Obama Alert for US MNCs, not Indian IT Cos
US president Barack Obama has finally started acting on the protectionist threats he issued to the world during his election campaign that had perhaps delighted parts of his constituency who may have believed that outsourcing hurt jobs creation in the US. I would not go as far as saying that Obama won the elections on that plank as such a statement would be grossly inaccurate; he seemed the best man in the fray, regardless of his stand on outsourcing.
His latest move however is targeted at more than just companies that outsource some of their functions overseas. He proposes to do away with tax deferrals that allowed US companies to take credits for expenses incurred on their overseas operations and tax their income derived from subsidiaries in foreign countries when such income is brought back to the US. Hitherto such income enjoyed tax exemptions. This move is likely to hurt US multinationals more than Indian outsourcing companies, as the overseas operations of these multinationals will provide smaller margins with taxes being applied to such income from now on.
Companies that outsource their IT operations on the other hand do so not to evade tax but for cost benefits derived out of such outsourcing. Obama s proposed legislative changes will therefore hurt US headquartered companies rather than Indian IT companies that provide IT services to US Inc. The tax proposals have nothing to do with Indian IT services outsourcing companies that service US companies from their centers in India. US companies that maintain captive BPOs in India and elsewhere to do their outsourced work could get affected however, as their expenses on these BPOs would not enjoy tax credits back home.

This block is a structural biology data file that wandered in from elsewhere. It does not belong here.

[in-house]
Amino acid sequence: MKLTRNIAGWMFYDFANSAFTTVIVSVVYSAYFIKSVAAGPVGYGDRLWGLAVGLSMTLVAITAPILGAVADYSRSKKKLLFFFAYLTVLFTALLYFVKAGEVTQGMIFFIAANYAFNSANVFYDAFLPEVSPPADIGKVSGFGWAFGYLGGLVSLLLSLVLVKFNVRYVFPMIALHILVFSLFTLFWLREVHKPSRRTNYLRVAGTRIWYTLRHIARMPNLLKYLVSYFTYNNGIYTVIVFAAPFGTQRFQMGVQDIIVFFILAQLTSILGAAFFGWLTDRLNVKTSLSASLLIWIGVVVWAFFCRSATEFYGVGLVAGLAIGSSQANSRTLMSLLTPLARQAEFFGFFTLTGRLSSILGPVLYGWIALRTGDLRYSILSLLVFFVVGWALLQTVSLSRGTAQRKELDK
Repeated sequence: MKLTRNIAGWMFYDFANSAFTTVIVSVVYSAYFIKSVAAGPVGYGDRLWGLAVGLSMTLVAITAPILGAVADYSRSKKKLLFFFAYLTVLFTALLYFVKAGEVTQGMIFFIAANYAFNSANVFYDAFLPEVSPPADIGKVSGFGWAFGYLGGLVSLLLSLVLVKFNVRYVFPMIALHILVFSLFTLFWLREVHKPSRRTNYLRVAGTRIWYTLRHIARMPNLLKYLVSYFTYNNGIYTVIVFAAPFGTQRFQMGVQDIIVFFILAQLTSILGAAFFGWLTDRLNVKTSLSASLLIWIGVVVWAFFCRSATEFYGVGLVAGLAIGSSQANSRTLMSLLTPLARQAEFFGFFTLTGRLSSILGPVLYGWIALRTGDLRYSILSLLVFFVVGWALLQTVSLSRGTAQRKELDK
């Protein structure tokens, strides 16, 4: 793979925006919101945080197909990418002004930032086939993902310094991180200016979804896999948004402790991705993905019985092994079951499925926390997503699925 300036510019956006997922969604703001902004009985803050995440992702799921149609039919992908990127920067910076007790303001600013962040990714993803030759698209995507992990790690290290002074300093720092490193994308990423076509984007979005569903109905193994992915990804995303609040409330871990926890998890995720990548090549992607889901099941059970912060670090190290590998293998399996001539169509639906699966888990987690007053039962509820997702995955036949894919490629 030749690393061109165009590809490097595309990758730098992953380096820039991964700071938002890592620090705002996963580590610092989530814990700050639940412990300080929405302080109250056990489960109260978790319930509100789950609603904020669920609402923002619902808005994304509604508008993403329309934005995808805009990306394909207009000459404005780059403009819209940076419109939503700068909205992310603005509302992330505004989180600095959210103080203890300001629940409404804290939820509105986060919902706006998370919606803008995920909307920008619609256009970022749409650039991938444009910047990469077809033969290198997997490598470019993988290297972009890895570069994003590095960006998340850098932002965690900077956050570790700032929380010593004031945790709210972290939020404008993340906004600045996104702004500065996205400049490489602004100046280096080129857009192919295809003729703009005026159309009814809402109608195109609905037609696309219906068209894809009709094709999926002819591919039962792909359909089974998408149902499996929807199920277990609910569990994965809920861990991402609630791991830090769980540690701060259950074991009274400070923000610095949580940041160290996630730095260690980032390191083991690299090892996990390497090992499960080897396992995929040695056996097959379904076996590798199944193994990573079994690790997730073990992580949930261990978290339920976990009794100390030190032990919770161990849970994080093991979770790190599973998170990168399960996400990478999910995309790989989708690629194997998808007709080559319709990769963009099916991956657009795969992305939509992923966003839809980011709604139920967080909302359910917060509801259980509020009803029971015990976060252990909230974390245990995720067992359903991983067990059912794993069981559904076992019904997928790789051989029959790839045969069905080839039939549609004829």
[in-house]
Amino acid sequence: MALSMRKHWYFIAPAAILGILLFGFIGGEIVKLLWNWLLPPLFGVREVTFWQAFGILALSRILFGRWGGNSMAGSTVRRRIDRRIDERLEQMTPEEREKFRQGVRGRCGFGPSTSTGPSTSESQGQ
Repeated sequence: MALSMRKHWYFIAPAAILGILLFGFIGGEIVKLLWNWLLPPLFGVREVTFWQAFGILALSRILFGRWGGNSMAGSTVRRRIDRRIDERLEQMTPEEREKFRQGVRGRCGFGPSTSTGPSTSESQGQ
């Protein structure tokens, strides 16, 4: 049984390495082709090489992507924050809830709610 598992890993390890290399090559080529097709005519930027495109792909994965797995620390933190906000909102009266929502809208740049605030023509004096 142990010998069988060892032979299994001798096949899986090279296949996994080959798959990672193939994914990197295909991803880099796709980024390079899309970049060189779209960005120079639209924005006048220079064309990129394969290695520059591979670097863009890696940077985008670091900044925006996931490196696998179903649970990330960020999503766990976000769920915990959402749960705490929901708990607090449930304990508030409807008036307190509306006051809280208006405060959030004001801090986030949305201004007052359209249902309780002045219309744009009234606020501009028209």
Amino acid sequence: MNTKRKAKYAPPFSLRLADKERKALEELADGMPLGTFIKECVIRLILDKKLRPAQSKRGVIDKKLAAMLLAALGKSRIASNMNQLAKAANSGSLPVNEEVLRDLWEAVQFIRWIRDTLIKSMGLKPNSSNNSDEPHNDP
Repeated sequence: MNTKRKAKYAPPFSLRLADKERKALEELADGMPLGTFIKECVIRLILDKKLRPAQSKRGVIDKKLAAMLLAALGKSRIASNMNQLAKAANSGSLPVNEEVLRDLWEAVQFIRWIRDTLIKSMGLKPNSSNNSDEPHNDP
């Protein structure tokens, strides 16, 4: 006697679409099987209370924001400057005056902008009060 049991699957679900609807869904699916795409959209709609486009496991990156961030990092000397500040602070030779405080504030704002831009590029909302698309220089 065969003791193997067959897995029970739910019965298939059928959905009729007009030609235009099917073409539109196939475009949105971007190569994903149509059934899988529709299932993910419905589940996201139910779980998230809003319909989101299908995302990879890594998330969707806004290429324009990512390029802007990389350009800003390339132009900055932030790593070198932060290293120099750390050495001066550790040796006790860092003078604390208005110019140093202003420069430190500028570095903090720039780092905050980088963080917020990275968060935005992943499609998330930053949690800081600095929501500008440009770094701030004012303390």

More than the substance of these proposals, its style seems to have provoked reactions because in essence it is just a tax reform, although its logic remains questionable. If through these proposals the US administration intends to target outsourced manufacturing, it is questioning the basic premise of capitalism; which is free market and the most efficient allocation of resources.
US multinationals that invest elsewhere do so not with the intention of creating jobs overseas but with the intention of taking advantage of emerging overseas markets such as India. Economic growth in US and Europe has reached a plateau and opportunities for US companies to expand exist in emerging economies such as Brazil, Russia, China and India. To discourage such expansion through tax reform would seem counterproductive to the interests of corporate America.
However, tax reform is the US’ internal matter and had it been shorn of the seemingly anti-outsourcing rhetoric that accompanied its announcement, it would have gone uncommented from the overseas and Indian media. But Indian IT companies for whom US remains the number one market for IT services need to be cautious, as rhetoric could possibly turn into reality albeit not in the near future.
Remember former British Prime Minister Tony Blair’s statement in another context, "History will judge harshly those who saw a coming danger and failed to act." Just replace the word history with market.
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